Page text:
AIIM - The Global Community of Information Professionals

John F. Mancini

John Mancini, president and CEO of AIIM, is an author, speaker, and respected leader of the AIIM global community of information professionals. He is a catalyst in social, mobile, cloud, and big data technology adoption and an advocate for the new generation of experts who are driving the future of information management. John predicts that the next three years will generate more change in the way we deploy enterprise technologies and whom we trust with this task than in the previous two decades. His passion about the evolution of information workers into information analysts spurred John to establish the Certified Information Professional (CIP) program to enable anyone, anywhere to benchmark and develop new and strategic skills. His commitment to education includes the continual development of leading-edge training and publishing of ongoing industry research to help guide new thinking. As a frequent keynote speaker, John offers his expertise on the transformational challenges and opportunities facing information professionals and attracts over 100,000 visitors annually to his blog Digital Landfill. He has published six e-book titles including “#OccupyIT — A Technology Manifesto for Cloud, Mobile and Social Era” and the popular “8 Things You Need to Know About” e-book series. He has a Klout score in the high 60s, is ranked #5 in online SharePoint influence by harmon.ie and #42 in the KnowledgeLake SharePoint Influencer50. John can be found on Twitter, LinkedIn and Facebook as jmancini77.
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Recent Posts

In a paperless office it’s difficult to get everyone on the same page

Jan 7, 2015 5:49:00 PM by John F. Mancini

[ This is a guest post from Jason Cassidy, CEO at Shinydocs Corporation which is responsible for Shinydrive, which focuses on bringing your corporate data into compliance, with 100% of your users, and with no user training. @shinydocs ]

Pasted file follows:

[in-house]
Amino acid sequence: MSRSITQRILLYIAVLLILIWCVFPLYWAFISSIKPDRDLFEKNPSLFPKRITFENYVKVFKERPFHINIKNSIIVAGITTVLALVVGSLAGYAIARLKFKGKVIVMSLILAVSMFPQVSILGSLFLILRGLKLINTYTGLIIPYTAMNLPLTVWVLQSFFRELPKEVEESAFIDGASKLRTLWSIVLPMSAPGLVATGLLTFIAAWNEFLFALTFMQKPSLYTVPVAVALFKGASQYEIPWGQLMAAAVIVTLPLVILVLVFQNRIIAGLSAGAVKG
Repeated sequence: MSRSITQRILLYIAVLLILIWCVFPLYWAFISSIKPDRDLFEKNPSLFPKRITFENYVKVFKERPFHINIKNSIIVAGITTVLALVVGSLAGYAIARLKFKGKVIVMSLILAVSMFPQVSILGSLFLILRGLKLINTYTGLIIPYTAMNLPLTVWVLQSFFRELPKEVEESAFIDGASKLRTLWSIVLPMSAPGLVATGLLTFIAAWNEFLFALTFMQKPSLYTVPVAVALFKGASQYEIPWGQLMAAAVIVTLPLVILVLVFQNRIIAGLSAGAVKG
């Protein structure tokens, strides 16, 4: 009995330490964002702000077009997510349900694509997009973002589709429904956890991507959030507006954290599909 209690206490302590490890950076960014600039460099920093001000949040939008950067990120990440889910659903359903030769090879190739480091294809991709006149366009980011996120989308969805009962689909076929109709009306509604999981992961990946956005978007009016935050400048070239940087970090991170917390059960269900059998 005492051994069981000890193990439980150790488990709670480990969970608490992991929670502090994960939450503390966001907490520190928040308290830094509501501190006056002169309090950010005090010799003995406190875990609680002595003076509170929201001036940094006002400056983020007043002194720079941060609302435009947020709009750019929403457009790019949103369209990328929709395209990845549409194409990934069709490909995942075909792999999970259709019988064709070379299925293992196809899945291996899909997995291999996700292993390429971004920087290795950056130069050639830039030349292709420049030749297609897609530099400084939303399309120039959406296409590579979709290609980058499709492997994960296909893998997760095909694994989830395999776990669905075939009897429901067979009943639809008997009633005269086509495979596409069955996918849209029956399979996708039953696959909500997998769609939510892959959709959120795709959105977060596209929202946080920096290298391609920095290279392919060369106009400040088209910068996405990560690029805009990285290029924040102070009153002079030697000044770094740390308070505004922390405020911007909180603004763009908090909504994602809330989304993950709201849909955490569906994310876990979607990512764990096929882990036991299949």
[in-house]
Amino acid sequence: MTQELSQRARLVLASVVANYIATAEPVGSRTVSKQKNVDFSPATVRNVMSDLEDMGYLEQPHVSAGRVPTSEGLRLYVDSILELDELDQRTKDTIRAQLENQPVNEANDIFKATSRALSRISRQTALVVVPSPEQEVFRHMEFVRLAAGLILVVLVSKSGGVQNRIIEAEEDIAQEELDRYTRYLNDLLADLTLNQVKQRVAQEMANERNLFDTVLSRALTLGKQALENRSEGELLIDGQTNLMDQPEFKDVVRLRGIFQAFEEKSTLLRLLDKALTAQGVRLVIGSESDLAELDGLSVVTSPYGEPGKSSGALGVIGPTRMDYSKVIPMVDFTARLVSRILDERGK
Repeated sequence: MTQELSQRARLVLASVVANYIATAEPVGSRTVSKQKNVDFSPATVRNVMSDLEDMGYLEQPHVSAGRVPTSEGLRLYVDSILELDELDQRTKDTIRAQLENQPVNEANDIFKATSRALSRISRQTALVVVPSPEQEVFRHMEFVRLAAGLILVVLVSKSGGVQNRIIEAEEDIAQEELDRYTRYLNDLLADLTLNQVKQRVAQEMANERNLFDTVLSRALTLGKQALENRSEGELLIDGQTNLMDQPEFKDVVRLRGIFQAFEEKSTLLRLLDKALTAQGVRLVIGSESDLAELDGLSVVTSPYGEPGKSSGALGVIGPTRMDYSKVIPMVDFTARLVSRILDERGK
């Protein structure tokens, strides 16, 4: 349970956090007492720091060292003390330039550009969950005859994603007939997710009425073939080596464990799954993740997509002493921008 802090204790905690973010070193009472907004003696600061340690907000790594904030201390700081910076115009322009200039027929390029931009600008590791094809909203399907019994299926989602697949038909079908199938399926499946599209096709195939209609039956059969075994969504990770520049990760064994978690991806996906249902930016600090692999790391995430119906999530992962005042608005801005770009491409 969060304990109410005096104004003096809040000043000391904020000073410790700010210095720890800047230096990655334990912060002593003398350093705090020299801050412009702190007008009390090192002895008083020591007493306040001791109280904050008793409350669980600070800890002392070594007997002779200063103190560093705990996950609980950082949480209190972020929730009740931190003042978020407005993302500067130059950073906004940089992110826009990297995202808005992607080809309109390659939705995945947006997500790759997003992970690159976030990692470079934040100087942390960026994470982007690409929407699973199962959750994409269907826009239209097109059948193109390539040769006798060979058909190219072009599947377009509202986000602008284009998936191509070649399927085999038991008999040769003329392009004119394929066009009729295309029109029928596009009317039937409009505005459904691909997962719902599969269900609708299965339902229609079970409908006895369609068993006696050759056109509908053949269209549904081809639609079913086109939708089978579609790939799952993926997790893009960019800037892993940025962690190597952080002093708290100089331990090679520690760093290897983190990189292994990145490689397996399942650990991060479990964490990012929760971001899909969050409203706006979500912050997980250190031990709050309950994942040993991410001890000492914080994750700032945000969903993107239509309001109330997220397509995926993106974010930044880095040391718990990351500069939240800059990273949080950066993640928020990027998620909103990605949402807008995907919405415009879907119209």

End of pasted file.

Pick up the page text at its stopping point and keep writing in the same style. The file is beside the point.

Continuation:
It’s tough to find definitive stats. No one’s altogether eager to clarify their shortcomings and it’s remarkably hard to pin down in the best of situations. But colloquially we’re hearing it over and over again. No one is using their ECM.

OK, so “no one” is a bit dramatic but the numbers are as abysmal as 5% implementation. Despite being a mature market, less than 1% of all organizations world-wide have an end-to-end ECM solution deployed across functional areas.

Departmental holdouts in finance are balking at using systems that can’t seamlessly handle complex linked documents. Most companies are sitting on at least 3 legacy systems splintering data across repositories. So much for a single version of the truth.

The hidden cost of data

At least the information is being saved right? Storage is cheap after all. The truth of the matter is storage is cheap to BUY. 1GB of storage costs 20 cents to purchase but costs the organization $3,500 to search and review. Legacy and dark data scattered across repositories bring associated costs and risks in the form of regulatory investigations and litigation. Consolidating and reducing your information footprint cuts eDiscovery costs, improves efficiencies, mitigates risk and creates significant IT savings. Why aren’t we doing a better job of this?

How’d we get here?

Lack of executive support is often cited. What’s implied in that statement is you need a big stick to effectively implement Information Governance. Workers prefer the path of least resistance. As soon as processes get in the way of getting work done, users simply create alternatives that work around these roadblocks. Unauthorized and unregulated alternatives that slip through the cracks in IT. Successful systems corral all the outliers and demand 100% adoption.